Exposure to paint fumes while pregnant

We closed on our first house the same week we discovered I was pregnant. Since then, my husband with the help of family members, has been painting the entire house with both latex and oil-based paints. Although I have tried to limit my exposure and remain either outside or in rooms with excellent ventilation and few paint fumes, I am worried about what effect this exposure might have on my baby? I am 6 weeks pregnant.


Peg Plumbo CNM

Peg Plumbo has been a certified nurse-midwife (CNM) since 1976. She has assisted at over 1,000 births and currently teaches in the... Read more

I can understand your concern and of course in a fantasy world somewhere no one would expose themselves to any potential hazardous fumes or drugs or activities... But in reality, most of us do. This is what I could find on the topic.

From M. Paul's "Occupational and Environmental Reproductive Hazards": "Many of the hazardous ingredients found in industrial and art paints have been removed from products intended for household use." Methods of preparation and application differ which may also impact the hazards. Spraying may be more hazardous than brushing.

"No studies have specifically assessed reproductive or developmental health risks associated with painting during home renovation. Inferences must be made from the data on specific constituents of the paints". If the paint was manufactured after 1990, it no longer contains inorganic mercury which is a reproductive hazardous substance.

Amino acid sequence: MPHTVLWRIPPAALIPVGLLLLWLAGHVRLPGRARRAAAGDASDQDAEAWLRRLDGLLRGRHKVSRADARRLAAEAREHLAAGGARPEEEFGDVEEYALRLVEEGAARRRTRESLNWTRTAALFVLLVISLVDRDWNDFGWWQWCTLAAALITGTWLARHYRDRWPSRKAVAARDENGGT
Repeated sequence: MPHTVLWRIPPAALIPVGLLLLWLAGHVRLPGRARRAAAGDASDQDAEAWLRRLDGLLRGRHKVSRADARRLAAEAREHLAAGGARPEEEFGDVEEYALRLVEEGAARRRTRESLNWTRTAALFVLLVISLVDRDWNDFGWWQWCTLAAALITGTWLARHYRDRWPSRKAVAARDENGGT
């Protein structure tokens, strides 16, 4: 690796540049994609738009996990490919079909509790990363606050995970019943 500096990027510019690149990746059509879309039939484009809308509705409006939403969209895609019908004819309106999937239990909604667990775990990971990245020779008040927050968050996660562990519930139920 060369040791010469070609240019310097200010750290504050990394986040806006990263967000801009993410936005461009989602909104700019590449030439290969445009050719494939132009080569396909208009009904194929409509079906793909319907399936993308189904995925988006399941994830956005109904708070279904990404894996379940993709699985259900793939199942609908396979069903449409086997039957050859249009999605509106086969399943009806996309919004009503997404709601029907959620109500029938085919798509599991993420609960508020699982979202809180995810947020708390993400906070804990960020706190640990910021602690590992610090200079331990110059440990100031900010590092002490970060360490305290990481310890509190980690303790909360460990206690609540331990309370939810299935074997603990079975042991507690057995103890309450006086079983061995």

While organic solvents can be found in all paints, their concentration is considerably less in latex products than in oil based formulations. Daily exposure to such solvents (occupational) has been known to cause an increased risk of miscarriage and sperm defects in male exposure.

Working with the paints and refinishing products is obviously more problematic than being exposed to fumes in a well ventilated area. "Exposure to paints containing ethylene glycol, ethers, mercury or formaldehyde releasing biocides should be avoided."

Another text: "Maternal Fetal Toxicology" by Koren states, "It is unlikely that such a brief low dose exposure will cause any of the conditions that may be associated with occupational exposure throughout pregnancy. Water based paints or latex paints pose no increased reproductive risk because they have low volatility.

I hope that you feel reassured. You seem to be doing all the right things to protect yourself and your baby.

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